In the course of the 'digital revolution', the use of digital media in schools is becoming increasingly important. Furthermore, diversity with the demand for inclusion and differentiation is a central aspect of school education. Digital media offer various possibilities to meet this requirement. The use of digital media in the classroom, using the tablet as an example, offers many possible applications from both, a technical and an individual point of view. In addition to mobility and multimedia in conjunction with suitable software, digital media offer various implementation options with regard to inclusion and, in addition, individual and cooperative learning opportunities can be used. In this work the tablet was introduced as a tool to design and enrich the lessons with the learning guide Multitouch Learning Book. The Multitouch Learning Book is an e-book with integrated multimedia content that can replace both the classic exercise book and the textbook in class. The e-book can be available in a changeable or non-changeable version. The changeable variant offers the possibility to adapt the contents to a class, regional conditions or current developments. With regard to individual support in the classroom, they are characterized by their flexibility with regard to the variety of media and methods. It offers possibilities to integrate different analog and digital media and contents into the book, but also different types of tasks and help. In particular, the integration of dynamic visualizations and animations help students to clarify explanations of processes at particle level. Such animations and videos can be adapted to the individual learning pace and can be used at any time as repetition or preparation. This results in options that are selected according to the respective interests and strengths and thus promote self-determination, which in turn increases and promotes motivation. In addition, different presentation possibilities can be combined and tasks at different levels of difficulty can be offered. Assistance can also be used in a targeted manner and made available in a stepped form. Furthermore, it is possible to realize non-linear learning paths, which can be designed individually by the students. In the out-of-school learning environment, such as a student laboratory, the Multitouch Learning Book can create a network to the formal teaching content and offer opportunities for differentiation. The Multitouch Learning Books were designed to support research-based experimentation in experimental phases and to promote not only high-performing but also, in particular, low-performing students. Since the materials also allow differentiation within small learning groups, each student can contribute individually to the research process. Teachers can therefore increasingly take on the role of learning guides and offer targeted support. Based on the implementation of the Multitouch Learning Book The particle model in the iPad class of a Saarland high school can be confirmed that the pupils accept and use this form of materials and the associated individualization possibilities. Not only the high student participation, but also the results of the cognition test, which showed a greater increase in learning than that of the control group, illustrate the successful individual promotion with the help of the Multitouch Learning Book. Since the e-books presented can be modified, they can always be adapted to the respective learning group by implementing more or less differentiation options if necessary. It should also be noted, however, that the use of self-designed multitouch learning books also has its limits and risks. For example, it is currently not possible to integrate students' own videos into the Multitouch Learning Books using the programs and platforms described. However, this would offer added value, especially for the documentation of experiments.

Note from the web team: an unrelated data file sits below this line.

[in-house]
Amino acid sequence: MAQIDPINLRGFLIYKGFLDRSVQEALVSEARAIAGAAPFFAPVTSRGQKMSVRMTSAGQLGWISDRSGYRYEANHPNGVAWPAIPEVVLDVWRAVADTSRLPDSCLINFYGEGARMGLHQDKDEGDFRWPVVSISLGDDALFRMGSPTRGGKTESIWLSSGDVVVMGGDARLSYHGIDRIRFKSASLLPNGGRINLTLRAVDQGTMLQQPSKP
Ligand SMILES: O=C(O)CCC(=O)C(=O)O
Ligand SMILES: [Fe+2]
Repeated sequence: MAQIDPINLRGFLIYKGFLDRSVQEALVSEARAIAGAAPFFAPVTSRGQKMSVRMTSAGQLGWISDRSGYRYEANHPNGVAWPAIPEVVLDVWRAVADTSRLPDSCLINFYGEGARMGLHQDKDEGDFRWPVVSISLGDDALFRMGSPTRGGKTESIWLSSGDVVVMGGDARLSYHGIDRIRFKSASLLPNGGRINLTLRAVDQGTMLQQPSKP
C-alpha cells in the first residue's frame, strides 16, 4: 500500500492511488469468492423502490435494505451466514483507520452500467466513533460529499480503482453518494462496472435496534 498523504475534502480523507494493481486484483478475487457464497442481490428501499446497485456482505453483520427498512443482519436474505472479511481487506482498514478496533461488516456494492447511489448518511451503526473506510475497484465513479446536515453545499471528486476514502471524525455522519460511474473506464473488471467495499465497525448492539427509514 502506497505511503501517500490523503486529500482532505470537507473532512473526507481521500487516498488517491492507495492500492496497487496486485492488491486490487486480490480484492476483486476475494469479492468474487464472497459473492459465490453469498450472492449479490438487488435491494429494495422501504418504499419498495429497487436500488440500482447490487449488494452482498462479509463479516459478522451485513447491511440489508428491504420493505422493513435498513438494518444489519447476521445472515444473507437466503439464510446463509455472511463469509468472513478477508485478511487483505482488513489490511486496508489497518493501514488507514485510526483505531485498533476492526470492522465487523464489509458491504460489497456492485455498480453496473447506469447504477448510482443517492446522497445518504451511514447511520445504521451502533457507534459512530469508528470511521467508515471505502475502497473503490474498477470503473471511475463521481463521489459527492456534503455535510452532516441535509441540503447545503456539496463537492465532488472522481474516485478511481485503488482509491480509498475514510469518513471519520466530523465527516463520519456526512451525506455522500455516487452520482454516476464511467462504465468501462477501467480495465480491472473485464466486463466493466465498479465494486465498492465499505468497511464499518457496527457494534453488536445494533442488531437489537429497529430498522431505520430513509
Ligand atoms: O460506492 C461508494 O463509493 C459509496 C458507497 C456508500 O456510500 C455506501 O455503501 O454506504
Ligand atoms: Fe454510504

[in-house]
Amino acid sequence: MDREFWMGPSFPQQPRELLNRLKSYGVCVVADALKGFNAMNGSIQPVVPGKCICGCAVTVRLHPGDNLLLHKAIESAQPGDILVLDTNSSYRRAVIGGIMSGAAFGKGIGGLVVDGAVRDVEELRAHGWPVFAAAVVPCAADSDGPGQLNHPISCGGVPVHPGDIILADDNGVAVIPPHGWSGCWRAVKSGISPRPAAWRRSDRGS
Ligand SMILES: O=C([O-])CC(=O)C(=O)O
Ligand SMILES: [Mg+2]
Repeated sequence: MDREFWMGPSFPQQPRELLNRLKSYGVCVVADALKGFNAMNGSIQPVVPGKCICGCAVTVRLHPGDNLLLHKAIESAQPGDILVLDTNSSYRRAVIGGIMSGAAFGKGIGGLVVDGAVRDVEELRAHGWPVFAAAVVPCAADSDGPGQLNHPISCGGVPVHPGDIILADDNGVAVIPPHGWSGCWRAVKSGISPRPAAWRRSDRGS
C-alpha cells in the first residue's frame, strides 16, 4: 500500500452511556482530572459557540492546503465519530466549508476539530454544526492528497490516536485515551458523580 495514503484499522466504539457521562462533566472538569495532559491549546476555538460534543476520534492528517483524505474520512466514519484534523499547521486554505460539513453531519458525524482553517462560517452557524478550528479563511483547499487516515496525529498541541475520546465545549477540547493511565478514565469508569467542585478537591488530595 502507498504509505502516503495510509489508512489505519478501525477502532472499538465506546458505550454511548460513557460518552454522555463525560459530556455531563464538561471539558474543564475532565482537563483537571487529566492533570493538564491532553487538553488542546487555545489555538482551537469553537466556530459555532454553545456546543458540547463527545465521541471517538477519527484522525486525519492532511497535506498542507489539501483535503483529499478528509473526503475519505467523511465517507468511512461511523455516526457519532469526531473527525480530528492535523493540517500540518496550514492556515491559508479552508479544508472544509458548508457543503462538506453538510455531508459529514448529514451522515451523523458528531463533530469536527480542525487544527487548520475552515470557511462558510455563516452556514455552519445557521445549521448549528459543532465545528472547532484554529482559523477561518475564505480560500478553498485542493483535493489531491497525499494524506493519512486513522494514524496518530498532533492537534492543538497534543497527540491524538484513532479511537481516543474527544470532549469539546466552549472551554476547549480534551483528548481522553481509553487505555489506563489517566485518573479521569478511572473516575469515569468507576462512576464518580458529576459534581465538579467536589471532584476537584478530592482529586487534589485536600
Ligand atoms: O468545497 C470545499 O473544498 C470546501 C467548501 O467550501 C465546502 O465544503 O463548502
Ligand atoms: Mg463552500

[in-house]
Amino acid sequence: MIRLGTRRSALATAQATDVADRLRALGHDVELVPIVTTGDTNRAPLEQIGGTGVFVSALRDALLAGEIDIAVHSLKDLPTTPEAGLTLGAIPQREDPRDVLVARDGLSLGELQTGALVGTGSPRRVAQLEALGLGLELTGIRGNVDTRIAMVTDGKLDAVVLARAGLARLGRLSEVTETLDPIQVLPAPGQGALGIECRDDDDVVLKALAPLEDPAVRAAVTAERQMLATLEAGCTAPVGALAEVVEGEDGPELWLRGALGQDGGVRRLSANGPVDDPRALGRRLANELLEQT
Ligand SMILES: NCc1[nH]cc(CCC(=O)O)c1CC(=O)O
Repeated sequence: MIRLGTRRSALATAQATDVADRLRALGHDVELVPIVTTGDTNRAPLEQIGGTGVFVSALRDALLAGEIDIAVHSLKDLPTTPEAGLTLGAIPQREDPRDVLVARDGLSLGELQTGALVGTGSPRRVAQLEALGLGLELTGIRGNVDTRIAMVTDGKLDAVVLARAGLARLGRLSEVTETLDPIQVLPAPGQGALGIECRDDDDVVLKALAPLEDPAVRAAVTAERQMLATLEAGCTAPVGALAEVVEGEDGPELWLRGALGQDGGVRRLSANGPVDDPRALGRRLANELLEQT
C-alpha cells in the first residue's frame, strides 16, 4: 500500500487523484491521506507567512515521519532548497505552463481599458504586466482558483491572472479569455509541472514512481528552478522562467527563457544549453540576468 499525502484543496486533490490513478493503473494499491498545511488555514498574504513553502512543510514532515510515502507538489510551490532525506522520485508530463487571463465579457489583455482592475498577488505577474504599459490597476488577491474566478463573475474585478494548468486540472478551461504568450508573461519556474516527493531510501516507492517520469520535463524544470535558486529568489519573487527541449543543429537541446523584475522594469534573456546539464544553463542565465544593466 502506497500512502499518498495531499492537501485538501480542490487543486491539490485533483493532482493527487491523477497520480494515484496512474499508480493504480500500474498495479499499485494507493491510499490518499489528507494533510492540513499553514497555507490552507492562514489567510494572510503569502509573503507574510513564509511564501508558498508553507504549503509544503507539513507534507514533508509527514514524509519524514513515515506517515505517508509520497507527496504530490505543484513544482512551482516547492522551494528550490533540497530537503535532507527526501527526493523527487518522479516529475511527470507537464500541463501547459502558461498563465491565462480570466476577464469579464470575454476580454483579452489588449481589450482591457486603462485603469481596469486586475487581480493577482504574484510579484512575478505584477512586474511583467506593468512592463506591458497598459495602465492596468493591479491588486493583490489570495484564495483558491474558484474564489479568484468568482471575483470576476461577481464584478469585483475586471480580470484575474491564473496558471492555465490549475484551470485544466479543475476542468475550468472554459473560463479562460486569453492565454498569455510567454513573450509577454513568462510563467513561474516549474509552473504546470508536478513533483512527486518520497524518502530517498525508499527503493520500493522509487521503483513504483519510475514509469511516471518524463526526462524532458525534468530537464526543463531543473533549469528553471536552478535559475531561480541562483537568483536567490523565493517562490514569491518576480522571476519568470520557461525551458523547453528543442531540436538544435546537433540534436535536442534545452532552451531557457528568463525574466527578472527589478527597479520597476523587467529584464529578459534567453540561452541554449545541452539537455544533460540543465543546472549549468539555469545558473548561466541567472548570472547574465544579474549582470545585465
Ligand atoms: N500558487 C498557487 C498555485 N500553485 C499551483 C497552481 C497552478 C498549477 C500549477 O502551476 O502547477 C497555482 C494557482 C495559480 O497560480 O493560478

The use of Multitouch Learning Books is not only conceivable in the initial chemistry lessons, but also in the middle and high school. In view of further research, it makes sense to test further widgets and programs. Possible applications include the integration of digital panel images, digital data acquisition, augmented reality or presentation programs such as Prezi. To this end, further platforms for creating additional widgets should be tested and compared with the programs presented in this paper. One possibility to design the widgets completely individually is independent programming. To help teachers create multitouch learning books, an 'education cloud' could help. This is developed by external authors and made available to the teachers. Since the modules and contents are assembled individually, the materials can be adapted to the respective class.